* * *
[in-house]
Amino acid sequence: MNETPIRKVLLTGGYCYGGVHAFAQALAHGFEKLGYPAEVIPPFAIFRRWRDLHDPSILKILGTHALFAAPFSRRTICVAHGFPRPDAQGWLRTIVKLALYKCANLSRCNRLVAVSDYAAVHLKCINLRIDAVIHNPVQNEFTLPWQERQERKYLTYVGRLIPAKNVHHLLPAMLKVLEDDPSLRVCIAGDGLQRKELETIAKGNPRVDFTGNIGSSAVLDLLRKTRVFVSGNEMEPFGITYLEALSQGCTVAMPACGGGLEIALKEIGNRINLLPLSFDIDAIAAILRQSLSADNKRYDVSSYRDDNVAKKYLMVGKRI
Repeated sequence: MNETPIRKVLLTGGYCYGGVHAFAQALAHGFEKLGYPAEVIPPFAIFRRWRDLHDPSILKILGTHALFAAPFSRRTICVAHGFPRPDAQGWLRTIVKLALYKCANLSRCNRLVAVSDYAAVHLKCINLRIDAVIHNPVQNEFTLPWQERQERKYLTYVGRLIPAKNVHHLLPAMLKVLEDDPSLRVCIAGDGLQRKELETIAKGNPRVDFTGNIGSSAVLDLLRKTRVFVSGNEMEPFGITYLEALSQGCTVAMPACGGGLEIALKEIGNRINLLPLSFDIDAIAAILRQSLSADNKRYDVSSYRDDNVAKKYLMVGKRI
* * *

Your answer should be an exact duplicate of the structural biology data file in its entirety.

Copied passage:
[in-house]
Amino acid sequence: MNETPIRKVLLTGGYCYGGVHAFAQALAHGFEKLGYPAEVIPPFAIFRRWRDLHDPSILKILGTHALFAAPFSRRTICVAHGFPRPDAQGWLRTIVKLALYKCANLSRCNRLVAVSDYAAVHLKCINLRIDAVIHNPVQNEFTLPWQERQERKYLTYVGRLIPAKNVHHLLPAMLKVLEDDPSLRVCIAGDGLQRKELETIAKGNPRVDFTGNIGSSAVLDLLRKTRVFVSGNEMEPFGITYLEALSQGCTVAMPACGGGLEIALKEIGNRINLLPLSFDIDAIAAILRQSLSADNKRYDVSSYRDDNVAKKYLMVGKRI
Repeated sequence: MNETPIRKVLLTGGYCYGGVHAFAQALAHGFEKLGYPAEVIPPFAIFRRWRDLHDPSILKILGTHALFAAPFSRRTICVAHGFPRPDAQGWLRTIVKLALYKCANLSRCNRLVAVSDYAAVHLKCINLRIDAVIHNPVQNEFTLPWQERQERKYLTYVGRLIPAKNVHHLLPAMLKVLEDDPSLRVCIAGDGLQRKELETIAKGNPRVDFTGNIGSSAVLDLLRKTRVFVSGNEMEPFGITYLEALSQGCTVAMPACGGGLEIALKEIGNRINLLPLSFDIDAIAAILRQSLSADNKRYDVSSYRDDNVAKKYLMVGKRI